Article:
University of Texas at Austin

Posts Tagged ‘nasa’


Friday, August 23, 2013

Longhorns in Space, by Jupiter!

Scientists at the University of Texas at Austin’s Institute for Geophysics helped develop a blueprint for a possible future NASA lander mission to Europa, an icy moon of Jupiter that has a global ocean covered by an ice shell.

Europa’s large reservoir of liquid water has long enchanted planetary scientists with the possibility of harboring life. Many experts believe it to be the most likely place in our solar system besides Earth to host life today. The proposed mission is designed
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Monday, October 10, 2011

A gallery of GRACE images

The twin satellites of the Gravity Recovery and Climate Experiment (GRACE) constantly beam information back to Earth.

(See the full story on the University of Texas at Austin Web site).

The data arrives in scientists’ computers as screens full of numbers. The scientists transform the bit and bytes into images to help them, other researchers and policymakers better understand the information.

The principal investigator of the GRACE misson is Byron Tapley, director of the Center for Space Research and professor in the Cockrell School of
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Tuesday, February 1, 2011

The first Longhorn in space

Sam, the rhesus monkey, was launched on Dec. 4, 1959. He and Miss Sam, launched a month later, were trained at The University of Texas at Austin. Photo by NASA.

Sam, a Rhesus monkey, was launched on Dec. 4, 1959. He and Miss Sam, launched a month later, were trained at The University of Texas at Austin. Photo by NASA.

The 50th anniversary of the first primate shot into space by Americans was this week.

On Jan. 31, 1961, Ham, a chimpanzee, was launched 160 miles above the Earth. The chimp became something of a celebrity after a photo spread in Life magazine immortalized his flight.

The University of Texas at Austin didn’t have
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Friday, August 7, 2009

Before college, students do real research: Part 1

The Science & Engineering Apprenticeship Program at the university’s Applied Research Laboratories (ARL:UT) is a competitive program for graduating seniors from primarily Austin area high schools. The apprentices receive hands-on experience in laboratory research and development projects during the summer before they begin college.

Twenty one students are participating in the program this summer–16 at ARL:UT and five at the university’s Institute for Advanced Technology.

Two of the apprentices have shared their summer experiences with Further Findings. First up is Jay Kapoor. We’ll hear from
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Friday, July 10, 2009

How Glen Evans settled the dustup over moon dust

To mark the 40th anniversary of the Apollo 11 moon landing, Further Findings is highlighting ways The University of Texas at Austin and its people touched or were touched by the mission. Know of others? Let us know.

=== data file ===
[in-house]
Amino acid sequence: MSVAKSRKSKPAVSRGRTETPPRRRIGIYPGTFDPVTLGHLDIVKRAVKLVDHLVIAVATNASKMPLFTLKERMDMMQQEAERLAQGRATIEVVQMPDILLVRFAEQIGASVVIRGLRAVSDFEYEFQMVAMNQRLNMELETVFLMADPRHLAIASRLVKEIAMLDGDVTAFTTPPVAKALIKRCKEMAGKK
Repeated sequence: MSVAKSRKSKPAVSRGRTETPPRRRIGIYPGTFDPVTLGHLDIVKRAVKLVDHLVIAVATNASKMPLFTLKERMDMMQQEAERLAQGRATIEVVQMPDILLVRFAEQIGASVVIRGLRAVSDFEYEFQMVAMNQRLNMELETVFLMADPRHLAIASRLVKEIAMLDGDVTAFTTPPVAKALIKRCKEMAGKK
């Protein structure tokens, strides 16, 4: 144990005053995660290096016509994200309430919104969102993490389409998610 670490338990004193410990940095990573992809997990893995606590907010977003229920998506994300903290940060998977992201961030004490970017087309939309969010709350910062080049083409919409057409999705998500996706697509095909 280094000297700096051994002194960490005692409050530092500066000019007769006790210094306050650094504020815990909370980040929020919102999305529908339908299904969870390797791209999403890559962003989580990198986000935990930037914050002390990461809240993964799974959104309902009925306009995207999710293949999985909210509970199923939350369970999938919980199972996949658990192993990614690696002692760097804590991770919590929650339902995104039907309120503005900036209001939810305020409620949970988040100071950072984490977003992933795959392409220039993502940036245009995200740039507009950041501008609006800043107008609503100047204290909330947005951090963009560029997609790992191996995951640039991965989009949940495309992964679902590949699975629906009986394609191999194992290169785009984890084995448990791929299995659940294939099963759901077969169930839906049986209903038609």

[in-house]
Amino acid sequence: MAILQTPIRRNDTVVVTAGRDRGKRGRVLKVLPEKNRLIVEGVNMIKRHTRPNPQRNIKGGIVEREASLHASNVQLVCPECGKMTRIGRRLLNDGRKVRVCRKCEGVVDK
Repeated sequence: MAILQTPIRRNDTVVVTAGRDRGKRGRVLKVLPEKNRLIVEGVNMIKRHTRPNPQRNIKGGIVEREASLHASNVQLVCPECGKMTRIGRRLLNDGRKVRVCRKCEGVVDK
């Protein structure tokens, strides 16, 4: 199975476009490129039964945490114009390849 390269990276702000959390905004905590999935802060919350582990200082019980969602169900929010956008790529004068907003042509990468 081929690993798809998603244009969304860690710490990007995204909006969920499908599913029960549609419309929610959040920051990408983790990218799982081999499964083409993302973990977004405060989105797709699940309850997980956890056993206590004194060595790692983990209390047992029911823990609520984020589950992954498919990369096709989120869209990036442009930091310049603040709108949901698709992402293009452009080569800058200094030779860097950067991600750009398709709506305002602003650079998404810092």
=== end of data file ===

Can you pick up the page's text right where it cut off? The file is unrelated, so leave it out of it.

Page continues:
Glen EvansThe moon is covered with a layer of dust. NASA scientists and engineers knew that much.

But there was a hot debate about the depth of the dust.

The thin dusters thought there was a thin layer of dust that would not interfere with the
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Thursday, July 2, 2009

Apollo 11 and the Texas laser rangers

To mark the 40th anniversary of the Apollo 11 moon landing, Further Findings is highlighting ways The University of Texas at Austin and its people touched or were touched by the mission. Know of others? Let us know.

Peter Shelus was visiting The University of Texas at Austin campus in 1971, attending an astronomy conference. More important, he was looking for a job.

He was completing a post-doc assignment at the Manned Space Center (now Johnson Space Center) in Houston and job
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Friday, February 13, 2009

GRACE in crowded space

Byron Tapley, head of the GRACE mission

Byron Tapley, head of the GRACE mission

The collision of two satellites 500 miles above the Earth created more than 600 pieces of debris and sent shock waves through satellite operators around the world.

We asked Byron Tapley, director of the Center for Space Research in the Cockrell School of Engineering, if there’s concern about the GRACE mission.

GRACE stands for Gravity Recovery and Climate Experiment. It is a joint operation of NASA and the German Center for Air and Space Flight. Tapley is
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Wednesday, October 29, 2008

Notes on NASA and UT, 50 years and counting

I was walking down the hall of the administration building at NASA Ames Research Center in Mountain View, Calif., when I saw an oil portrait of what appeared to be a familiar face. I looked more closely at the face and then at the identification and it was, indeed, Hans Mark, current professor of engineering at The University of Texas at Austin.

Mark was the director of the NASA-Ames from 1969-1977 and chancellor of the University of Texas System from 1984-1992.
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